If you’ve ever been stressed or anxious (let's be honest, that's all of us at some point), you’ve probably been told to take a deep breath. In the moment, it can be hard to do. But science shows that deep breathing techniques are an effective way to immediately calm your nervous system and reduce anxiety.

Whether you’re feeling anxious about an upcoming event or you’ve just had a stressful day, breathing exercises are an easily accessible tool you can lean on to cope. A few minutes focused on your breathing not only helps in the moment, but can have cumulative effects over time: Yoga breathing has been known to improve quality of sleep and mindfulness, both of which can help to improve mental health.

In fact, I became interested in getting my certification in yoga because of the positive benefits yoga had on my sleep and anxiety levels. I no longer needed my anxiety or sleeping medication once I started practicing yoga regularly! I attribute that mostly to the breathwork that I learned in my yoga classes and practiced daily.

So what exactly is yoga breathing? You will breathe in through the nose for a few-second count and then out through the nose, keeping the mouth closed. This is supposed to gather your prana, or energy, and make it more focused. It’s also calming and allows the nervous system to relax.

Related: Breathing techniques, meditations and expert tips to relieve stress and anxiety.

I’ve prepared a list of my favorite yoga breathing exercises for you to try. Whether you perform them in the morning, before bed or throughout the day (like when you're stuck in that traffic jam!), you’ll feel a release of unneeded stress and a sense of calm.

Deep belly breathing

Deep belly breathing utilizes the diaphragm to maximize lung expansion. The movement of the diaphragm naturally controls the airflow through your body, forcing the air to move deeply into your belly.

Start in a comfortable position either lying on the floor or sitting in a chair. Place one hand on your chest while placing the other just below the rib cage so that you can feel the movement of your diaphragm. Slowly breathe in through your nose for a count of five. Feel the air move in your body as your stomach rises. Then exhale the air through your mouth for a count of five, feeling your stomach relax inward.

Alternate nostril breathing

Alternate nostril breathing is a little less common than deep belly breathing, but it can be a great way to practice controlled breathing. Plus, this exercise is the perfect addition to any sort of meditation practice.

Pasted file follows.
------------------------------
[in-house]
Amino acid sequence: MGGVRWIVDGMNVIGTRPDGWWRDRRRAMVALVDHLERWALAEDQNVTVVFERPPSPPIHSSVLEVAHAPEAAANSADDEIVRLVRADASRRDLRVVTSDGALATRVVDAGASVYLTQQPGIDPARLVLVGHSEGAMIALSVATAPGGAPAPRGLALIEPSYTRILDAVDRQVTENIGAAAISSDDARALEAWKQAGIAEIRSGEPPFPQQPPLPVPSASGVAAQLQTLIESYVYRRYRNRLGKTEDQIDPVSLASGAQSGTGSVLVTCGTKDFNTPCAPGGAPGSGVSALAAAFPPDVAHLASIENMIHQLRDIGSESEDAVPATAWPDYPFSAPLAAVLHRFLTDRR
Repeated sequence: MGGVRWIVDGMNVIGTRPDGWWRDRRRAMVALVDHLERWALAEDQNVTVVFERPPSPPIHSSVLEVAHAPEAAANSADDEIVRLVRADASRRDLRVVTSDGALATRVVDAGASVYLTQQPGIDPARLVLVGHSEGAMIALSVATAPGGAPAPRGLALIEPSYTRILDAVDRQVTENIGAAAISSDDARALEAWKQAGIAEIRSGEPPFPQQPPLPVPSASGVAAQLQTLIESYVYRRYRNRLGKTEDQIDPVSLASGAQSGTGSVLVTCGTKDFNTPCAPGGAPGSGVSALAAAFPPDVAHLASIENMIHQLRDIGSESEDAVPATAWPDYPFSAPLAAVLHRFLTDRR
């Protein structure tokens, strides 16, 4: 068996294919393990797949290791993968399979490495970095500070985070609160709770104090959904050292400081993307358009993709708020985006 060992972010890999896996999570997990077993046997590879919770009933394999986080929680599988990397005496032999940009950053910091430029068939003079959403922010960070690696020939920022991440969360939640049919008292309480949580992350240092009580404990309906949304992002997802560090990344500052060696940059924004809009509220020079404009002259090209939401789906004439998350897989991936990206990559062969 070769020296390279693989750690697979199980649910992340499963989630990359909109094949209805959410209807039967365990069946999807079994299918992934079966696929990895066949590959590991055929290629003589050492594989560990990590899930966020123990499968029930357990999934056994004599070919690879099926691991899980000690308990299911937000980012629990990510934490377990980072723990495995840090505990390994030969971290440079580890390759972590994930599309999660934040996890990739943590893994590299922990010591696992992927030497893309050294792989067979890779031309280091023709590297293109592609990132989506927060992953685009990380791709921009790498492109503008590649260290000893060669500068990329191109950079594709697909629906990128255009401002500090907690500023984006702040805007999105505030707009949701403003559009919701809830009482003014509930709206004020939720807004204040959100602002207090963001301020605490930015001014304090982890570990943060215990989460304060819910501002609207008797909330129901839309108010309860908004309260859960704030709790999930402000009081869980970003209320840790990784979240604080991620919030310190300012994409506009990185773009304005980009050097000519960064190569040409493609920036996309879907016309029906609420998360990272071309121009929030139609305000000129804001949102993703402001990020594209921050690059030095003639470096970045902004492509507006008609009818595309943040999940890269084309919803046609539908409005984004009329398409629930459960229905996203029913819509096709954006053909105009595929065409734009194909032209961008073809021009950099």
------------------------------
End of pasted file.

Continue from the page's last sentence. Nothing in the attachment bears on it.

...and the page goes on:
Sit in a comfortable position with your legs crossed. Once you finish exhaling, place your right thumb over your right nostril. Inhale for a count of five through your left nostril. Then, cover your left nostril and uncover your right nostril before exhaling for a count of five. Now, inhale through the right nostril, keeping your thumb on the left nostril. Then, cover your right nostril and exhale through the left. Continue alternating between the nostrils for a few minutes.

Breath retention

Breath retention involves holding your breath without inhaling or exhaling for a period of time. Retaining your breath for a short period of time can help with relaxation and stress reduction. I recommend holding the air in for 10 seconds before exhaling, and then taking a few regular breaths before repeating the exercise.

Begin sitting with your legs crossed on the floor. Keeping your back straight, breath in through your nose for five seconds. Hold the air inside your lungs for 10 seconds. Once you’ve reached 10 seconds, exhale slowly through your mouth. Take a few normal breaths before repeating the process.

Breath of fire

The breath of fire involves gently inhaling and forcefully exhaling. This exercise helps relieve stress, improve concentration and increase mindfulness.

Sit with your legs crossed on the floor, keeping your back straight. Inhale through your nose for a count of five while placing your hand on your stomach so you can feel it rise. As soon as you finish inhaling, exhale forcefully through your nose, engaging your abdominals. Make sure that your inhale and exhale are the same length, even though they are done with different amounts of force. Repeat this 10 times quickly.

Related: Yes, just five minutes a day can have positive effects on your physical and mental health.

This article was originally published on TODAY.com

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